In archery I expect that athletes would want the short answer to their questions. Their priorities are finding out which things are worth their time and effort to try and then figuring out whether those things work for them.

Coaches, on the other hand, should ask for the long answer. They should know the background, even the history, of the things they teach. They could also know the science of what they recommend. It would be nice to know all of the pitfalls when archers first try certain moves, and lots, lots more.

The students I taught were generally taking chemistry as a service course, to provide background for the things they were truly interested in, not because they were going to be applying that knowledge. It did not offend me that they, almost to a person, asked for the “short answer.” The rare chemistry major I encountered, would occasionally ask for the long answer, as is appropriate. That I asked my adult students this question and then accepted their judgment, I felt, was a sign of my maturing as a teacher.

When archery coaches are in “teaching mode” the most important principle to apply is “know your student.” If they are serious competitive archers, give them the short answer and ask if they want to know why. If not, don’t hold it against them, that’s not their job to know those things; it is your job. If they are beginning recreational archers, always, always give them the short answer. And tell them funny stories, they like those.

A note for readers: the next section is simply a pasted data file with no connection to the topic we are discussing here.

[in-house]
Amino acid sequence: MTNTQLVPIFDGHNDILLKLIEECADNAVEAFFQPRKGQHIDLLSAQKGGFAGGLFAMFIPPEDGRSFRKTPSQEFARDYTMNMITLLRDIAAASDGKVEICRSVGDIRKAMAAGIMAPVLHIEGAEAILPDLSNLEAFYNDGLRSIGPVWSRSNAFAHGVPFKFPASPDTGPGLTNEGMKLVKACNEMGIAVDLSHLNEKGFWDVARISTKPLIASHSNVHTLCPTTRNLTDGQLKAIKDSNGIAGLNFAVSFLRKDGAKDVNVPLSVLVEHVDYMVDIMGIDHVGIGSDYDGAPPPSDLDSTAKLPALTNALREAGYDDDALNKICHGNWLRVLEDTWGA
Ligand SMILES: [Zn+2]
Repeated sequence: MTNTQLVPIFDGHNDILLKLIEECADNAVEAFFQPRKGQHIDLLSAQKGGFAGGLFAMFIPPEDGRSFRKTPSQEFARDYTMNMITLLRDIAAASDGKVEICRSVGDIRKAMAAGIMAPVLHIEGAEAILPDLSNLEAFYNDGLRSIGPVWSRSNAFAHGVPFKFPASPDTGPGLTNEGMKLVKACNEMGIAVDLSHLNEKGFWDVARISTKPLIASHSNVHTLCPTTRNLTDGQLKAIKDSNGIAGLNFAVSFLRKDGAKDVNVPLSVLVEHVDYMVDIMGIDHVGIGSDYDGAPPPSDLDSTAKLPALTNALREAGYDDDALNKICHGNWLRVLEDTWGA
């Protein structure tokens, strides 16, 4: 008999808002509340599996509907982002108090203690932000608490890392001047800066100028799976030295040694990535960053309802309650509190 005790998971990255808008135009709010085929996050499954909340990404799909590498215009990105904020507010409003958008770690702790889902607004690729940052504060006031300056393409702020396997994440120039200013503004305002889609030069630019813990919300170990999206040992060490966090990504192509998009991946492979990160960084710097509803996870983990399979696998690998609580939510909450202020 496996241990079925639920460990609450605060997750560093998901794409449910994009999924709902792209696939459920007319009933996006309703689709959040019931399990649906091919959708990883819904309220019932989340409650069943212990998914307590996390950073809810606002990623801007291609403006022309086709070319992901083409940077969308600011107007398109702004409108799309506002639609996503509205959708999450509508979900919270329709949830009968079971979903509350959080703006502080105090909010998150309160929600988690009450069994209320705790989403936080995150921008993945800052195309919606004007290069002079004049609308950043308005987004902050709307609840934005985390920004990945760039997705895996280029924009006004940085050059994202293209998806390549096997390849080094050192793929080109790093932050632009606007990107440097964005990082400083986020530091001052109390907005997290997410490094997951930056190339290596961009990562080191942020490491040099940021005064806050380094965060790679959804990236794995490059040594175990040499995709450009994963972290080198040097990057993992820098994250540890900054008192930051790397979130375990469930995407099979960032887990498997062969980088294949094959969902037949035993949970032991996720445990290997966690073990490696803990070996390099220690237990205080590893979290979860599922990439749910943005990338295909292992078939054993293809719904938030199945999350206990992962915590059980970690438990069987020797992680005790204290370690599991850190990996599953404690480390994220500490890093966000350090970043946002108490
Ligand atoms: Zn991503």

Oh, and when you email me with questions, it is perfectly okay to ask for “the long answer” or “the short answer,” I will understand.

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We have all experienced this if you have competed much at all. Maybe you started well and then your game came apart, or you started poorly and then went south afterward. The thoughts come easily: “Why am I doing this? I am wasting my time. I should just quit and go home.”

Well, should you quit?